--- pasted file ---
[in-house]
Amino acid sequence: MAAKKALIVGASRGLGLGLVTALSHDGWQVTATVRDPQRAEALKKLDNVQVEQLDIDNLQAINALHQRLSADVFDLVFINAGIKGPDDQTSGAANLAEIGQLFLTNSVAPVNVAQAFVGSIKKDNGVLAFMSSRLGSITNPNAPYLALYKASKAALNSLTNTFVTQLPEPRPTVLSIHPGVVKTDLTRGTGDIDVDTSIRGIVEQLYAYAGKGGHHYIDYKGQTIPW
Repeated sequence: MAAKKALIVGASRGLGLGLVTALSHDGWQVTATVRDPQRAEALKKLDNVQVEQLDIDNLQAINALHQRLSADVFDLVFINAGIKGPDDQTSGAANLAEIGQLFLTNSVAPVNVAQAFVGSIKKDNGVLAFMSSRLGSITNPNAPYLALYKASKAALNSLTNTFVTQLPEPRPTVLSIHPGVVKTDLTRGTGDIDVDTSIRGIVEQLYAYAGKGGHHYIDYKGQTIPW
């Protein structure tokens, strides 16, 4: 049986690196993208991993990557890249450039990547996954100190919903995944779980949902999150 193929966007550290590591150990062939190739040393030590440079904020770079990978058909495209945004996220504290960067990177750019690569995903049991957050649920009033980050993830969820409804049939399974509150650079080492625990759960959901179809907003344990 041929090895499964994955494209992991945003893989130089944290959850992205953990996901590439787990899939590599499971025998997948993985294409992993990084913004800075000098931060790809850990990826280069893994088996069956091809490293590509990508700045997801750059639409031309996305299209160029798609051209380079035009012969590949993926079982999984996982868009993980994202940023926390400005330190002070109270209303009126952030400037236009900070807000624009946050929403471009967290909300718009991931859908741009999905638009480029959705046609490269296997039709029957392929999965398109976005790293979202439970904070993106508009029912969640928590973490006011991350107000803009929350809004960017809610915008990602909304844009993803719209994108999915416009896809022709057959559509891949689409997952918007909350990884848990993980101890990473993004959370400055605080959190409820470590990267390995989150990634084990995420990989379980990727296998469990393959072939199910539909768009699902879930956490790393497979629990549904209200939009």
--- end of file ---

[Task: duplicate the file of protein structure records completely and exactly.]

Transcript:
[in-house]
Amino acid sequence: MAAKKALIVGASRGLGLGLVTALSHDGWQVTATVRDPQRAEALKKLDNVQVEQLDIDNLQAINALHQRLSADVFDLVFINAGIKGPDDQTSGAANLAEIGQLFLTNSVAPVNVAQAFVGSIKKDNGVLAFMSSRLGSITNPNAPYLALYKASKAALNSLTNTFVTQLPEPRPTVLSIHPGVVKTDLTRGTGDIDVDTSIRGIVEQLYAYAGKGGHHYIDYKGQTIPW
Repeated sequence: MAAKKALIVGASRGLGLGLVTALSHDGWQVTATVRDPQRAEALKKLDNVQVEQLDIDNLQAINALHQRLSADVFDLVFINAGIKGPDDQTSGAANLAEIGQLFLTNSVAPVNVAQAFVGSIKKDNGVLAFMSSRLGSITNPNAPYLALYKASKAALNSLTNTFVTQLPEPRPTVLSIHPGVVKTDLTRGTGDIDVDTSIRGIVEQLYAYAGKGGHHYIDYKGQTIPW
């Protein structure tokens, strides 16, 4: 049986690196993208991993990557890249450039990547996954100190919903995944779980949902999150 193929966007550290590591150990062939190739040393030590440079904020770079990978058909495209945004996220504290960067990177750019690569995903049991957050649920009033980050993830969820409804049939399974509150650079080492625990759960959901179809907003344990 041929090895499964994955494209992991945003893989130089944290959850992205953990996901590439787990899939590599499971025998997948993985294409992993990084913004800075000098931060790809850990990826280069893994088996069956091809490293590509990508700045997801750059639409031309996305299209160029798609051209380079035009012969590949993926079982999984996982868009993980994202940023926390400005330190002070109270209303009126952030400037236009900070807000624009946050929403471009967290909300718009991931859908741009999905638009480029959705046609490269296997039709029957392929999965398109976005790293979202439970904070993106508009029912969640928590973490006011991350107000803009929350809004960017809610915008990602909304844009993803719209994108999915416009896809022709057959559509891949689409997952918007909350990884848990993980101890990473993004959370400055605080959190409820470590990267390995989150990634084990995420990989379980990727296998469990393959072939199910539909768009699902879930956490790393497979629990549904209200939009």